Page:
More than one-fifth of college undergraduates experience such violence, according to the results of a Clute Institute study published in 2013.
While much of the research on this topic focuses on young women, dating violence can happen to anyone at any age.
In a study published in the "Journal of Consulting and Clinical Psychology" in 2003, researchers reported that parental supervision is a protective factor against dating violence.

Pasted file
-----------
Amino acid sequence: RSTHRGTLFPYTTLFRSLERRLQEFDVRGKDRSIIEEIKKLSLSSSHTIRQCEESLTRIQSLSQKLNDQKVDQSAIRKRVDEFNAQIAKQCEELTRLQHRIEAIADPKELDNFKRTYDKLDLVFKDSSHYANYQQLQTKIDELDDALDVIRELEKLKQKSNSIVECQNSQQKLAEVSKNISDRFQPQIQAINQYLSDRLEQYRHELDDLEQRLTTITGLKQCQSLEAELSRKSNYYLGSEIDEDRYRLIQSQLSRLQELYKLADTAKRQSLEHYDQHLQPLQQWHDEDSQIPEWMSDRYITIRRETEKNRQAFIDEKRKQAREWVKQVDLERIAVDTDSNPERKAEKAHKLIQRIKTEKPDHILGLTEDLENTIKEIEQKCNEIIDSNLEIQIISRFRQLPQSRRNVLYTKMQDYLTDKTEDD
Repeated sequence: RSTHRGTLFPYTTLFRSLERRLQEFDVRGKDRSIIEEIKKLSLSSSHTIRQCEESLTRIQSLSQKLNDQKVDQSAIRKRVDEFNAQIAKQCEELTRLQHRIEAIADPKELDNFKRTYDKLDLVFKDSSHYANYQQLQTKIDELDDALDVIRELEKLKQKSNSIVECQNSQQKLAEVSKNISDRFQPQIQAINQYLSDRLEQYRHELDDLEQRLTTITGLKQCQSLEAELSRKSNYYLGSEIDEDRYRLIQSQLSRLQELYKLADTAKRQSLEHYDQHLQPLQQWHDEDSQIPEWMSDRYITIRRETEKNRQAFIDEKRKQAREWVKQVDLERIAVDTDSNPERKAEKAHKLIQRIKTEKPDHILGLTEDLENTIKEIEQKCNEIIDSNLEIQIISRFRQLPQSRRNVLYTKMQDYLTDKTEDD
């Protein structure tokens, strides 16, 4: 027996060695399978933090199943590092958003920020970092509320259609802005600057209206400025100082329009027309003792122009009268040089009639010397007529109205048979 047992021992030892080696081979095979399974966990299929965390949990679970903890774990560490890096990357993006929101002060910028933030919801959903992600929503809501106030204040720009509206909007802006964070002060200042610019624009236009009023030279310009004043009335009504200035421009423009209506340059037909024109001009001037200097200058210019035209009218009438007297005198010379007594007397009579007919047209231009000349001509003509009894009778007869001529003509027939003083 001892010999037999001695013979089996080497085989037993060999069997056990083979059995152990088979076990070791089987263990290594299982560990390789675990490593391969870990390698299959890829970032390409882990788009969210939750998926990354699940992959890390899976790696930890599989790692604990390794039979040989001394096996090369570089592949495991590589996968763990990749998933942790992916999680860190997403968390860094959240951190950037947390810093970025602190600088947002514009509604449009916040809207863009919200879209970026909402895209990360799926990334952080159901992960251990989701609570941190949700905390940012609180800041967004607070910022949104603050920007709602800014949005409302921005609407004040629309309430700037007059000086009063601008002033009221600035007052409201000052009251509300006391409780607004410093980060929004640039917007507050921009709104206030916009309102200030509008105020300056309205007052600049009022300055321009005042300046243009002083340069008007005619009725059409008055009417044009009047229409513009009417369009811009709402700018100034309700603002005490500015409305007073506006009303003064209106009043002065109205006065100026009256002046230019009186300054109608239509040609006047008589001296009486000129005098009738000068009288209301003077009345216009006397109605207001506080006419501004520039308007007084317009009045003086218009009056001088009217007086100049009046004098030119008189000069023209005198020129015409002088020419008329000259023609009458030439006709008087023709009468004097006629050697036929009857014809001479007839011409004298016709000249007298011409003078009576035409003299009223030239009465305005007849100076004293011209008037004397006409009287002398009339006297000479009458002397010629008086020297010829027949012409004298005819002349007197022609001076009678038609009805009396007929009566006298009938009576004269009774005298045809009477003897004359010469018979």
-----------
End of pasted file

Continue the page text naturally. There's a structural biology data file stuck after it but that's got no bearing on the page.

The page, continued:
The study also found that while some attitudes and behaviors associated with increased risk for teen dating violence are pervasive, nearly three-quarters of students surveyed report talking to their parents about dating and teen dating violence.Five Protective Factors are the foundation of the Strengthening Families Approach: parental resilience, social connections, concrete support in times of need, knowledge of parenting and child development, and social and emotional competence of children. According to the Center for the Study of Social Policy, research shows that these protective factors are also “promotive” factors that build family strengths and a family environment that promotes optimal child and youth development. The study collected data on teen dating violence behaviors, as well as risk and protective factors linked to dating violence, such as gender stereotypes, sexual harassment, the acceptance of teen dating violence and parent-child communication.Nearly one in ten New Hampshire teens reported being the victim of physical dating violence during the past year, and more than one in ten New Hampshire teens reported being the victim of sexual dating violence during the past year.